The History of the Human Cannonball

Whenever there is a list released of the world's most dangerous jobs, tree loggers, steelworkers, electrical power-line installers, and fisherman usually are the professions that populate the list. But none of those things are nearly as dangerous as being propelled out of a long cylinder tube, flown through the air completely untethered, and attempting to land safely on the ground. As you'll soon see, when the Bureau of Labor Statistics recently listed logging as the most dangerous job in America at 127.8 deaths per 100,000… well, let's just say that's laughable compared to the death rates of the human cannonballers.

The human cannonball first entered the public consciousness in the late 19th century. In 1871, an Englishman named George Farini developed a mechanism he called a "projector." Made out of heavy springs and Indian rubber, it was simply a platform with the springs. It looked nothing like a cannon; but when released, it shot the person (or whatever was on the platform) forward.

He applied and a received a patent for his contraption on June 13, 1871. Two years later, in 1873, the "projector" made it's first appearance to the American public (it's unknown when/if he showed it to an English audience) at the well-known Broadway theatre, Niblo's Garden, in New York City.

Due to Farini's own girth, he himself was not the person who went flying into the air that night. Instead, "Lulu," a petite young man dressed in woman's clothes who George had trained, was the performer. When George let go of the latch holding the spring, Lulu shot thirty feet into the air and grabbed the bars of trapeze hanging down from the ceiling. The crowd went wild. George and Lulu were a hit and took to the road with their circus act . By 1875, Lulu was known as the "Queen of the Trapezists," but their act would be eclipsed by a new innovation in the human projectile industry.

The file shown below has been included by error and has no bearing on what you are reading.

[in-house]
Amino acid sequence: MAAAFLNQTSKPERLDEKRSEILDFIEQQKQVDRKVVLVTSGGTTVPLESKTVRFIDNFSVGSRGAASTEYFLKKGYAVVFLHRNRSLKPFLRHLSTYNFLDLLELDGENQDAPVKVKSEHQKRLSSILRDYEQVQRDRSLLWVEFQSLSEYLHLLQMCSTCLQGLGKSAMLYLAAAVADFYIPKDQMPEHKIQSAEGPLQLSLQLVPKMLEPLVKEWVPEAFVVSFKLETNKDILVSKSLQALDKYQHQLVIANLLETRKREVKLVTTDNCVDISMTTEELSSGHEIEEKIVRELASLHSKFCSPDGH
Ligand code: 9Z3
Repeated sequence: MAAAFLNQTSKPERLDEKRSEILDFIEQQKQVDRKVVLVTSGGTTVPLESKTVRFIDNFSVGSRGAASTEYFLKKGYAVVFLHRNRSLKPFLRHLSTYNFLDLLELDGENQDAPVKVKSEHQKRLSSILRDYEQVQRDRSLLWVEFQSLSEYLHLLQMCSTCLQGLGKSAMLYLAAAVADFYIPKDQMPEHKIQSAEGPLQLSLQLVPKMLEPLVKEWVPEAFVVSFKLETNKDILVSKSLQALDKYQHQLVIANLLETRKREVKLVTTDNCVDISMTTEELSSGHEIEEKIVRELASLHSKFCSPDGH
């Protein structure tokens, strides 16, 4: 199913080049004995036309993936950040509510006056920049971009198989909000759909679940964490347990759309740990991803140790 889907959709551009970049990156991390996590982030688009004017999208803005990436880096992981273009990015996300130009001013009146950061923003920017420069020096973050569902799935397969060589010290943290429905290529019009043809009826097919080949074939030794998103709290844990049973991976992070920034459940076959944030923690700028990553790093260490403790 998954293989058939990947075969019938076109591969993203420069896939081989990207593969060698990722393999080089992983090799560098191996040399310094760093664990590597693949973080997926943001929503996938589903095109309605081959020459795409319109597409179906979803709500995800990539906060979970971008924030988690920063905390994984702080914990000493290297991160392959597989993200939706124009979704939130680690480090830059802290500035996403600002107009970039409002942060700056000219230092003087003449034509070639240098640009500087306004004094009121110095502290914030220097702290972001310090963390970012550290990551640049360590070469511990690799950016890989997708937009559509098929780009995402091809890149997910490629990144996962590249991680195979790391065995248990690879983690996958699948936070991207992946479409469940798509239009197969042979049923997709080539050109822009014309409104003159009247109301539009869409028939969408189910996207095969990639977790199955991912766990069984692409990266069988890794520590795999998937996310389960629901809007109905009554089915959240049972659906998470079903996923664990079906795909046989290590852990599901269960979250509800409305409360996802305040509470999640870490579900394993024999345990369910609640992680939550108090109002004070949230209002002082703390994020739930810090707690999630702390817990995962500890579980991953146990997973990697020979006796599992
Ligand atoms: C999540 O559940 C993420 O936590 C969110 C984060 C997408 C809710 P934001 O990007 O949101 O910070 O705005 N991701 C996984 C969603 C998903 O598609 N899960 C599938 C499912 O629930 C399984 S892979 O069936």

There are conflicting accounts of who performed the first human cannonball act- "The Australian Marvels" Ella Zuila and George Loyal, or 14 year old Rossa Matilda Richter, also known as "Zazel." According to circushistory.org, the Aussies first began doing their act in Sydney in 1872 with George being shot out of a large cylinder and Ella catching him as she hung from a trapeze bar.

Other sources claim that Zazel was the first human cannonball when she performed the same type of stunt in front of a live audience at the Royal Aquarium in London in 1877. She would later be recruited and become part of P.T. Barnum's show. But, of course, if the dates are to be believed, Zazzle appears to have been second, contrary to many reports.

Either way, the human cannonball thrilled audiences. The danger, the excitement, and the bravery grabbed the attention of everyone watching. The best circuses of the time, including PT Barnum's and Yankee Robinson Circus (where Zuila and Loyal eventually performed their act in America), saw this and knew it had to become a staple of their show.

The mechanics of shooting a human from a cannon are actually not that complicated. In fact, the so-called "cannon" is technically not a cannon at all. Gunpowder, commonly found in normal cannons, has historically never been the impetus for the human cannonball act (though sometimes, for dramatic effect, gunpowder is used on the outside to give it more "visual intrigue").

Instead, compressed air or, less often, bungee cords are used to shoot off the living projectile. Like any act, secretive performers are often hesitant to reveal the exact science behind their own mechanism, but the devices tend to work more like a catapult or push sled. Quite simply, someone crawls into the barrel and compressed air pushes the platform under them up at a force of 3,000 to 6,000 pounds per square inch (psi) of pressure. The platform stops at the muzzle of the cannon, but the human inside keeps going, high into the air.

Traveling upwards of 70 miles per hour (the world record is 74.6 mph or 120.057 km/hr), these human missiles can be shot to as far 200 feet away and reach an altitude of upwards of 75 feet. It has even been reported that human cannonballs have been known to blackout in mid-air, due to the extreme G-force (as much as nine times normal gravity). And if all of this doesn't quite meet your danger quota, landing is actually the most hazardous part of being a human cannonball.